Not only does much of what flows into rivers and streams eventually end up in oceans, but for many decades we have used our oceans as a dumping ground for everything from industrial waste to discarded military weapons.
Wesley Marx provides a glimpse of the type of ocean dumping that went on for many decades. Describing the San Francisco Bay area, he writes that “Pioneer Rubber, Dow Chemical, the U.S. Naval Magazine, San Quentin Prison, and the City of San Francisco” all dump their pollutants into the bay. At least 293 pounds of chromium, 172 pounds of copper, and 60 tons of oil and grease were added to the bay on a daily basis, along with a slew of other chemicals. As urban critic Alan Temko remarked, “To be immersed in bay waters today is to risk having one’s skin peel from the body.” (Marx, 1967, p. 158) Although we’ve cleaned up our act somewhat since then, our oceans remain a repository for many types of toxic contaminated waste; both that flowing from our toxic rivers and that dumped into our oceans intentionally. The oceans may be big, but they are not unspoilable.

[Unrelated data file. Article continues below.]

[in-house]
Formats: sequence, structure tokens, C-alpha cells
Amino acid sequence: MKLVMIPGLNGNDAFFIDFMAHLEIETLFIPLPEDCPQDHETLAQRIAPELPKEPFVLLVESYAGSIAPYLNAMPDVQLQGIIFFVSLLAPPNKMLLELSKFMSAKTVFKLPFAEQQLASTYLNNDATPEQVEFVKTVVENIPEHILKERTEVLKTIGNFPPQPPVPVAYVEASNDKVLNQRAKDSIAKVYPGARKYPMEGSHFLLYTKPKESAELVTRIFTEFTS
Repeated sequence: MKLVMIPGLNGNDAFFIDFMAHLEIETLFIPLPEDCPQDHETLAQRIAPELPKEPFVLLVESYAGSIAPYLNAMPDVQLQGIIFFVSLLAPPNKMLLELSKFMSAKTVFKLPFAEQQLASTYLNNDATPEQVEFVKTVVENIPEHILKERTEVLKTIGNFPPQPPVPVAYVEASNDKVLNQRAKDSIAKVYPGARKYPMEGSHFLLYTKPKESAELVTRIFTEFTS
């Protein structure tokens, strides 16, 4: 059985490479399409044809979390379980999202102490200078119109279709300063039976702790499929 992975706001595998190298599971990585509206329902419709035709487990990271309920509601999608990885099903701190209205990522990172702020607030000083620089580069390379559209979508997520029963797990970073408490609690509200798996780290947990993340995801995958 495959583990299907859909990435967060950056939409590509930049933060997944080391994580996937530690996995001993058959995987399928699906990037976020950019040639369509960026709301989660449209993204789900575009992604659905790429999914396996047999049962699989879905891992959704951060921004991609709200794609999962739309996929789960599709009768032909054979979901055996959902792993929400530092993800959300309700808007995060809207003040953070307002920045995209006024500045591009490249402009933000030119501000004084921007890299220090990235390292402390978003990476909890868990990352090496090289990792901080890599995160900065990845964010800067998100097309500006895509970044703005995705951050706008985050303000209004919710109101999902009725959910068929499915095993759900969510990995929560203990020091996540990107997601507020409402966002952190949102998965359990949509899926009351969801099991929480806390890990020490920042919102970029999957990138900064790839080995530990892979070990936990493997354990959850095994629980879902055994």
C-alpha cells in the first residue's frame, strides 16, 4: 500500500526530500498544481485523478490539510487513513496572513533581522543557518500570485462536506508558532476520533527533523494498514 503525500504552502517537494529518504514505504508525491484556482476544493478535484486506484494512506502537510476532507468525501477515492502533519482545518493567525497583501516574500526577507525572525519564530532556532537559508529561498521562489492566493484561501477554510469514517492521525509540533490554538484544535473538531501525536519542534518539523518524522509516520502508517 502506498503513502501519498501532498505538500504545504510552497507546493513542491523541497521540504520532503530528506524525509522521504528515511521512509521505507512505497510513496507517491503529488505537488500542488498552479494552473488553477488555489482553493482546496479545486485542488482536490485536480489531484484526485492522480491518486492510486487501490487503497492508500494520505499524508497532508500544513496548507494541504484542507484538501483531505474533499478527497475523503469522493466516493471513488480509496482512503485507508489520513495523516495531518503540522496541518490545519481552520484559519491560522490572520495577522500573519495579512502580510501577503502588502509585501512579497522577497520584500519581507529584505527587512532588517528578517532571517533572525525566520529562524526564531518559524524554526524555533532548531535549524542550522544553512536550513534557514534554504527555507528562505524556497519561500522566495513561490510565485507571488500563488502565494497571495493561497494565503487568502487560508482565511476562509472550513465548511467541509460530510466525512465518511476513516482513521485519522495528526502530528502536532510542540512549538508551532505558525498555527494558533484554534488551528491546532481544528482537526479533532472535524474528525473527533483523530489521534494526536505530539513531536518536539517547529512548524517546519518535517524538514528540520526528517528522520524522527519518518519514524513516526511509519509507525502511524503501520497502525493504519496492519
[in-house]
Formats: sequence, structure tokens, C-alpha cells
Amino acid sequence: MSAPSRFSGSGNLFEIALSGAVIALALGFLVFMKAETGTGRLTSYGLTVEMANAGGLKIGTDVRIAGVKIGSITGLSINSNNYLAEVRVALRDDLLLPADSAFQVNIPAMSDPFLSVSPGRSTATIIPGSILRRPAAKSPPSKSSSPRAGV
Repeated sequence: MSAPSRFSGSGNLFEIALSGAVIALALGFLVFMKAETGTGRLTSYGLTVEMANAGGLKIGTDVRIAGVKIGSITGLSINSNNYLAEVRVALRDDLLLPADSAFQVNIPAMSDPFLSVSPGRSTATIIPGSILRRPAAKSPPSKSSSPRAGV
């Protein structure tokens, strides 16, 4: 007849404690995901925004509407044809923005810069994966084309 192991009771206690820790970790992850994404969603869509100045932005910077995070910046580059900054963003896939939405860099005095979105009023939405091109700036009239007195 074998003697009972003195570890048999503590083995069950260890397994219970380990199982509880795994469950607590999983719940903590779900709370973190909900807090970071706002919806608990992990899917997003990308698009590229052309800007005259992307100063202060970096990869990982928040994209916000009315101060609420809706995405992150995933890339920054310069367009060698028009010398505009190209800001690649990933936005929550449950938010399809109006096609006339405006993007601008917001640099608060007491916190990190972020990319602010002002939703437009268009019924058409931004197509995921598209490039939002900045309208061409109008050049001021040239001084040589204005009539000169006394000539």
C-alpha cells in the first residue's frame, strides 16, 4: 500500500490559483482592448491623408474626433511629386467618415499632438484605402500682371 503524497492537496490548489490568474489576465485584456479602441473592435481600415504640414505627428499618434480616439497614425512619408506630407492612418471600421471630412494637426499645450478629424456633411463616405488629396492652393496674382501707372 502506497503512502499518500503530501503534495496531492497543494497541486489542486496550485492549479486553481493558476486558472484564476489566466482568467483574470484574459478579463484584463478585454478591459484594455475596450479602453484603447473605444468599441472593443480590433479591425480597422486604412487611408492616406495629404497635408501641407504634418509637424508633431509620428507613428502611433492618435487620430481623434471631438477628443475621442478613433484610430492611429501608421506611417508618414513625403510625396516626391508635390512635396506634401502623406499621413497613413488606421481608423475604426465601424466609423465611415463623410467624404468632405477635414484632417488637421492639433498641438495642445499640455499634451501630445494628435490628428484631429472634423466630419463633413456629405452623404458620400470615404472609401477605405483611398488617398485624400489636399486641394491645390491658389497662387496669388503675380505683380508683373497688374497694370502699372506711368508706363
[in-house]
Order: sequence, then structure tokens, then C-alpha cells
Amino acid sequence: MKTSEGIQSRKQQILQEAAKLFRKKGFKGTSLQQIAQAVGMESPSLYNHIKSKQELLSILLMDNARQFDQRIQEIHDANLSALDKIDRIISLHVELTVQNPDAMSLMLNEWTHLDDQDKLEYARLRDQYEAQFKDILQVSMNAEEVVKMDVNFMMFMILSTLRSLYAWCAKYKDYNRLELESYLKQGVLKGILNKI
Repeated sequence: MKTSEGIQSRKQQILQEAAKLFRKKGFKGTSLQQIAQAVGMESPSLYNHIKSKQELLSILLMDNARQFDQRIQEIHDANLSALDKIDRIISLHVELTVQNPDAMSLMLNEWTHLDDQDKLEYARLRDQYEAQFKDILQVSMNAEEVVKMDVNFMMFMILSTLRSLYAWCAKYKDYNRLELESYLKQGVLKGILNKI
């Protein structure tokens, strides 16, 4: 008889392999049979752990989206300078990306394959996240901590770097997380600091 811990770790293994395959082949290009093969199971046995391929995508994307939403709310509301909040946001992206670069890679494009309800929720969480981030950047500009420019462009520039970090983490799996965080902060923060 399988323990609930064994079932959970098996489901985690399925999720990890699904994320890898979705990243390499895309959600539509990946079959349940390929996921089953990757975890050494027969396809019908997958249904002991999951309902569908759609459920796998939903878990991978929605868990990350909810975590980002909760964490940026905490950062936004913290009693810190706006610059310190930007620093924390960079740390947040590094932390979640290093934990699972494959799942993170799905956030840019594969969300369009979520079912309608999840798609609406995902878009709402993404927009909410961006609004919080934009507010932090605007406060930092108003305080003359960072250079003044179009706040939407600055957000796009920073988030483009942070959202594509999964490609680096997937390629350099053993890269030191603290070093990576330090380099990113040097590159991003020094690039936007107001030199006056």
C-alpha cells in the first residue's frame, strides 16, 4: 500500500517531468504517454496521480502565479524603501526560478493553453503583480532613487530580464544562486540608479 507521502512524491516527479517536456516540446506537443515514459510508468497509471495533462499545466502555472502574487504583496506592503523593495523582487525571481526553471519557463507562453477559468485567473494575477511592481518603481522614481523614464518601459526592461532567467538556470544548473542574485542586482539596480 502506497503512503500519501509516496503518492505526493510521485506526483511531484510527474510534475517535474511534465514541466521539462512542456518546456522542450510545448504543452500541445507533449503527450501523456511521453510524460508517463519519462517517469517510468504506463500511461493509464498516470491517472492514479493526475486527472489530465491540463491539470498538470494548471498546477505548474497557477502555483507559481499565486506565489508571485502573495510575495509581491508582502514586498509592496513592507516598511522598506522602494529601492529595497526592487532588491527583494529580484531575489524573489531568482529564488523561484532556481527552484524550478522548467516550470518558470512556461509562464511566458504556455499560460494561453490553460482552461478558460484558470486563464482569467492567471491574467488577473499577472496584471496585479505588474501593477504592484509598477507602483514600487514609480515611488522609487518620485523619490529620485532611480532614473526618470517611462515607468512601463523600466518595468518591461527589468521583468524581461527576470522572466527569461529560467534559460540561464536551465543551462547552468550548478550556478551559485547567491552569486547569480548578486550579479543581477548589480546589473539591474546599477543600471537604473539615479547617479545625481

Seventy-nine percent of coastal waters in the U.S. are under a water contamination advisory at any given time – 80% of them due to mercury contamination. (Denworth, 2013) Which means that wherever you go in the waters off the U.S., you have a 4 in 5 chance of encountering toxic water. Areas near estuaries tend to be the most polluted, since they receive all the runoff from local rivers.
A 7,000 square mile “dead zone” (around the size of New Jersey) is growing off the coast of Louisiana from all the toxic runoff that comes from the Mississippi. (Hawken, Lovins & Hunter-Lovins, 1999) A report out of Brevard County, Florida, shows that flame retardants and pesticide byproducts are showing up at potentially toxic levels in sharks, rays and other marine life in the Indian River Lagoon and ocean surrounding Brevard County. (USA Today, 8-10-2015, p. 4a)